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12/12/96 WEST SUBURBAN BANK v. GUNTER LATTEMANN

December 12, 1996

WEST SUBURBAN BANK, PLAINTIFF-APPELLEE,
v.
GUNTER LATTEMANN; JUDITH LATTEMANN; SPIRO RESEARCH BY USA, INC.; OLD KENT BANK, N.A.; A&B WIRE FORMS CORPORATION; AND UNKNOWN OWNERS, DEFENDANTS, (COSTAS KAPPOS, INTERVENOR-APPELLANT).



Appeal from the Circuit Court of Du Page County. No. 91--CH--0538. Honorable Rodney W. Equi, Judge, Presiding.

Released for Publication January 14, 1997.

The Honorable Justice Geiger delivered the opinion of the court: Bowman and Rathje, JJ., concur.

The opinion of the court was delivered by: Geiger

JUSTICE GEIGER delivered the opinion of the court:

The intervenor, Costas Kappos, was the purchaser at a sale held pursuant to a judgment foreclosing a second mortgage on residential real estate. The plaintiff, West Suburban Bank, was the mortgagee. This court vacated the judgment and the sale as void because the plaintiff failed to serve one of the mortgagors. We also ruled that Kappos was entitled to the $80,000 he paid for the property and remanded the cause for further proceedings. West Suburban Bank v. Lattemann, No. 2--94--0229 (1995) (unpublished order under Supreme Court Rule 23).

On remand, the plaintiff tendered Kappos the $80,000 and moved for a voluntary dismissal of its foreclosure complaint (see 735 ILCS 5/2--1009(a) (West 1994)). Kappos moved for interest on the $80,000 as part of the restitution to which he was entitled upon the vacatur of the foreclosure judgment and sale. The trial court granted the voluntary dismissal and held that Kappos' demand for interest was thereby moot. Kappos timely appealed.

Kappos argues that the trial court erred in refusing to award him interest on the $80,000 the plaintiff was required to refund. He argues that allowing the plaintiff to retain the interest it earned on money to which it never had a right would deny him full restitution, frustrating this court's decision and unjustly enriching the plaintiff.

We hold that the trial court erred in refusing to consider Kappos' motion for interest on the refunded purchase price. Because case law supports awarding interest in these circumstances, insofar as it is equitable to do so, we reverse the denial of the motion for interest and remand for a hearing thereon.

We briefly recount the relevant facts. On June 20, 1991, the plaintiff filed its complaint to foreclose a second mortgage on the property. On July 16, 1992, the trial court entered a judgment of foreclosure. On August 25, 1992, Kappos bought the property for $80,000 at the sheriff's sale; on September 2, 1992, the trial court approved the sheriff's report of the sale.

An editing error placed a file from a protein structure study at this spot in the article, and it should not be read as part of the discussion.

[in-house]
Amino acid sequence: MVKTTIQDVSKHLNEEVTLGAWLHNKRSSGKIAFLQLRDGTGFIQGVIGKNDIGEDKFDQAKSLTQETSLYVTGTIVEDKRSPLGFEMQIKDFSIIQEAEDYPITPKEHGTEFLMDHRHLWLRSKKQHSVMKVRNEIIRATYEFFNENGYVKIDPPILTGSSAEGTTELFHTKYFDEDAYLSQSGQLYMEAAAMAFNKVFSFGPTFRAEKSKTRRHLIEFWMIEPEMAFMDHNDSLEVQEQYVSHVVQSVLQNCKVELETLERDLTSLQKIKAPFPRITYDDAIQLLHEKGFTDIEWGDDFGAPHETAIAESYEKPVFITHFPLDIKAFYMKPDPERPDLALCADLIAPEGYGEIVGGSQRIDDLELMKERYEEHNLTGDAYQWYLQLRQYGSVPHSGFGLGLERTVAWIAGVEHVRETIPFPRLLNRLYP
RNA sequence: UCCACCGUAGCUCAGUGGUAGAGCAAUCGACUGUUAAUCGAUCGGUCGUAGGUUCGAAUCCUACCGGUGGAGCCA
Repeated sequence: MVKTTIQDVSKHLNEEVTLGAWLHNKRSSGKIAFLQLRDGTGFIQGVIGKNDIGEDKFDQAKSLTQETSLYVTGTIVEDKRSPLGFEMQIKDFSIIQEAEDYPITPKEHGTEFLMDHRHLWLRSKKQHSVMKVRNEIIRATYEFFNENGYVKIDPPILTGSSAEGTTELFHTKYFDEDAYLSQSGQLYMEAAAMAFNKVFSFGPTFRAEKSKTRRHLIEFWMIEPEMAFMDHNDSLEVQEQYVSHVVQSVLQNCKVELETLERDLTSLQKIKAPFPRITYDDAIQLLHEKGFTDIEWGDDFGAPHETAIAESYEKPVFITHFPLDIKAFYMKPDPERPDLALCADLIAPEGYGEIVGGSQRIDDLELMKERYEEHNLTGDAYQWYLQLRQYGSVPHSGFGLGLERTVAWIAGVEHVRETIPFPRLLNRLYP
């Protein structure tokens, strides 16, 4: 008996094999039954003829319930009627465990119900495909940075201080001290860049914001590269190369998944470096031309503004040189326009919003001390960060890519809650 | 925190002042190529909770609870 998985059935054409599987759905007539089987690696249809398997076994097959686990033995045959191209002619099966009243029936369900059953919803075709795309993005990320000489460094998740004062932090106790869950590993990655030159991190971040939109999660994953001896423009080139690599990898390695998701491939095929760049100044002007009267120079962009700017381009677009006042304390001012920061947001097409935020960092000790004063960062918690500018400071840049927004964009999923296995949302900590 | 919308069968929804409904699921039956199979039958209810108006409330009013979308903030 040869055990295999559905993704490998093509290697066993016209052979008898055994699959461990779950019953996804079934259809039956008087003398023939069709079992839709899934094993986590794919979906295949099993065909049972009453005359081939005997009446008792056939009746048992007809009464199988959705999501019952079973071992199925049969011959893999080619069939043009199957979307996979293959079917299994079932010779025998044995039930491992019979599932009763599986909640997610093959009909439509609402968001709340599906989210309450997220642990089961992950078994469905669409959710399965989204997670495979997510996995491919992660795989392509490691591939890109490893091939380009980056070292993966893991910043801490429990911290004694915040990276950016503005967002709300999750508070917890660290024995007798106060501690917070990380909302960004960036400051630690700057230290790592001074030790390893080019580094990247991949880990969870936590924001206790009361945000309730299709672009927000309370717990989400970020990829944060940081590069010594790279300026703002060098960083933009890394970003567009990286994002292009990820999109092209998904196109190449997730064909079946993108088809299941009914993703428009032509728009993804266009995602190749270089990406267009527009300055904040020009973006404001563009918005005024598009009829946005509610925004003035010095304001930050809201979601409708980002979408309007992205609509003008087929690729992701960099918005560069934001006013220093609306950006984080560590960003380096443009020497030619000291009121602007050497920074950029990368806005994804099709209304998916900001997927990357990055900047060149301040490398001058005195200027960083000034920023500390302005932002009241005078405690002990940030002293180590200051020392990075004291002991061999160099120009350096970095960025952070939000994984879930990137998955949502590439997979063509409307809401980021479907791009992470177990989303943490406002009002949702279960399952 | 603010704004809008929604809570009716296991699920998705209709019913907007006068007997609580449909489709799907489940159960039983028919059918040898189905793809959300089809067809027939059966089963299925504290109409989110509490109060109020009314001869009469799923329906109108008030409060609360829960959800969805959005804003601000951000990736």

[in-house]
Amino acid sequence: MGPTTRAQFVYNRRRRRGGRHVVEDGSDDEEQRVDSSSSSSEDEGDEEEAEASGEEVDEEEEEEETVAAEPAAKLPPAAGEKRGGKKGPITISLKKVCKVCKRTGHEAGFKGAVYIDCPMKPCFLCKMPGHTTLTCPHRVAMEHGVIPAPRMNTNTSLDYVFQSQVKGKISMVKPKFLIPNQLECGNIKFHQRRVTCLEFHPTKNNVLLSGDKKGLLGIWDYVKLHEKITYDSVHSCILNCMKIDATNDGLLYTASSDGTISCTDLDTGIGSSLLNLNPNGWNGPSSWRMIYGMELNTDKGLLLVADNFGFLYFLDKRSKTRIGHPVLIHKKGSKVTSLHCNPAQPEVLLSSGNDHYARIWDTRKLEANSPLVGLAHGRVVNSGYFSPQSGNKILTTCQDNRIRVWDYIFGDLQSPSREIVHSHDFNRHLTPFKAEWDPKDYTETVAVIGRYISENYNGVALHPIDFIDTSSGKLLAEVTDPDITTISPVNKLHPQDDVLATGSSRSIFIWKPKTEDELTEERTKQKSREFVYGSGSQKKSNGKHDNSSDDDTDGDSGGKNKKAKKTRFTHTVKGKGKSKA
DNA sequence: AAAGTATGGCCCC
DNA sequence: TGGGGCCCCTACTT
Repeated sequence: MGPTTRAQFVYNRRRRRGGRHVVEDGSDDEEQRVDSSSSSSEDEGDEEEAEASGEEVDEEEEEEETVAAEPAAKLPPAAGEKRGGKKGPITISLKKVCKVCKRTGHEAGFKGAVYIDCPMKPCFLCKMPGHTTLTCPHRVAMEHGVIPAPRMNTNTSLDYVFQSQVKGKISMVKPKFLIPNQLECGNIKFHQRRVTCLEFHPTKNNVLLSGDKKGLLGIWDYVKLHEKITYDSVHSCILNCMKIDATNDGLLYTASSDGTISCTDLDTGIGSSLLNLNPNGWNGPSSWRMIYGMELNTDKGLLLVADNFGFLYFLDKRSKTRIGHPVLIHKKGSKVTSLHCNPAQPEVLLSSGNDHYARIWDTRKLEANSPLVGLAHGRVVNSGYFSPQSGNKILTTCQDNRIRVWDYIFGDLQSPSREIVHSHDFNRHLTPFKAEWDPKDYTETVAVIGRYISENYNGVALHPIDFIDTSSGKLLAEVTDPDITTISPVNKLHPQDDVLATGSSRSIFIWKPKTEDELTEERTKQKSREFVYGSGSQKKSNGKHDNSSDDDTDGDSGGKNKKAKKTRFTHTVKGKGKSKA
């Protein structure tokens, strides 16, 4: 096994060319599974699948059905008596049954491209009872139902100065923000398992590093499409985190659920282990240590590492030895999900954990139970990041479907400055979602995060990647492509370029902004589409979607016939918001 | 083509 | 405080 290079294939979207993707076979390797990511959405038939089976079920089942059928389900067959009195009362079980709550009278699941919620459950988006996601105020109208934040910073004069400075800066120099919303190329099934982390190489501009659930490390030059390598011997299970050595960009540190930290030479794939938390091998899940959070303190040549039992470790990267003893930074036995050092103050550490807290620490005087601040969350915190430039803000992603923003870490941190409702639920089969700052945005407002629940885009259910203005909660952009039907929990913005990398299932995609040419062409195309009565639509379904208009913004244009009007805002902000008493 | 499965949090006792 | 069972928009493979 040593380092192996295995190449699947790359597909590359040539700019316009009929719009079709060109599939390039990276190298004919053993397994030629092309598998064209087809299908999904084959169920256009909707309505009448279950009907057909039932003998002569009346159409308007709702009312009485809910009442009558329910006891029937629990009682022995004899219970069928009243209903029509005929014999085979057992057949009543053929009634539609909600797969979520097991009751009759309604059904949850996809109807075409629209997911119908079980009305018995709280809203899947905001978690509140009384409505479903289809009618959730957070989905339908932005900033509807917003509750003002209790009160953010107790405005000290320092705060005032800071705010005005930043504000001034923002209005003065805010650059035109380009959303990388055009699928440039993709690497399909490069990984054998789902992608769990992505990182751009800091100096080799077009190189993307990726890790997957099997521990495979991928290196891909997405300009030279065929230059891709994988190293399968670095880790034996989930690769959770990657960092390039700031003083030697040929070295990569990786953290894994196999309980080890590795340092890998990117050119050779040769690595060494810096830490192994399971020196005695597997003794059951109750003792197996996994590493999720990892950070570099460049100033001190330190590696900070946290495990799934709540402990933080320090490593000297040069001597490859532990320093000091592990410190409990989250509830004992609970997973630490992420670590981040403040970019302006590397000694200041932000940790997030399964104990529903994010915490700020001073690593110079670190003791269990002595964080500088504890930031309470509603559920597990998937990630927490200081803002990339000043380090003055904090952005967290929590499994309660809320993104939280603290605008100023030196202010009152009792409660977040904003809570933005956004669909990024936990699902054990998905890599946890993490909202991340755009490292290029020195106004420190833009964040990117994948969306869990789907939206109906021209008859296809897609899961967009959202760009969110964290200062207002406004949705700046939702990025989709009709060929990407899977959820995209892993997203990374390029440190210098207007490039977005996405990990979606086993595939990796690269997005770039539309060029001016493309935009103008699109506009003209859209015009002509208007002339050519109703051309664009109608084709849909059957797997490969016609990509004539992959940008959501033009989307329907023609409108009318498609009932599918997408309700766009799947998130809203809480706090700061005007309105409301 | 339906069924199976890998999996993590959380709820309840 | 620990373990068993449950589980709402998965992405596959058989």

In May 1993, Kappos filed his "motion to vacate" the September 2, 1992, order, asserting that the foreclosure sale was invalid. He claimed that the plaintiff had perpetrated a fraud by getting a federal district court to shorten the redemption period for the first mortgage on the property. As a result, the redemption period expired before the foreclosure sale. With no equity of redemption, the second mortgage had no value. Thus, according to Kappos, he paid $80,000 for what the plaintiff knew (and he did not know) was a worthless interest in the property. The trial court dismissed his motion, and Kappos appealed.

Without reaching Kappos' fraud claim, this court held that the judgment of foreclosure was void because the plaintiff had failed to properly serve one of the defendant mortgagors. We vacated the July 16, 1992, order of foreclosure and the September 2, 1992, order confirming the sale to Kappos and remanded the cause to the trial court "for proceedings not inconsistent with this opinion." Lattemann, No. 2--94--0229, slip op. at 10. On June 13, 1995, we entered our mandate, which also stated that the two orders were vacated and that the cause was remanded for further proceedings not inconsistent with our order.

On remand, the following events ensued. On July 11, 1995, the plaintiff moved for the voluntary dismissal of the foreclosure suit. The trial court allowed Kappos to file objections to the motion and for the plaintiff to reply, and it continued the matter to August 30, 1995. On July 16, 1995, Kappos filed a motion for interest on the $80,000, which had been in the plaintiff's custody since the foreclosure sale. He argued it would be inequitable for the plaintiff to retain the benefit of money to which it had no right. He maintained that the restitution to which our order entitled him would not be complete unless it included both the $80,000 principal and the interest that accumulated while the plaintiff improperly held the money.

The trial court granted the plaintiff's motion for voluntary dismissal and did not award Kappos any interest. The trial court found that the voluntary dismissal of the case mooted Kappos' request for interest. The trial court denied Kappos' motion to reconsider, and Kappos appealed.

We should also note that Kappos filed another suit against the plaintiff, seeking damages for its allegedly fraudulent conduct. The trial court dismissed the action as barred by res judicata because of the foreclosure judgment, which was on appeal before this court at the time. However, this court reinstated the complaint, explaining that the pending appeal meant the foreclosure judgment was not final for res judicata purposes. Kappos v. West Suburban Bank, Slip op., No. 2--94--0822 (2d Dist. April 13, 1995). As of the filing of the notice of appeal in this case, Kappos' fraud suit was ...


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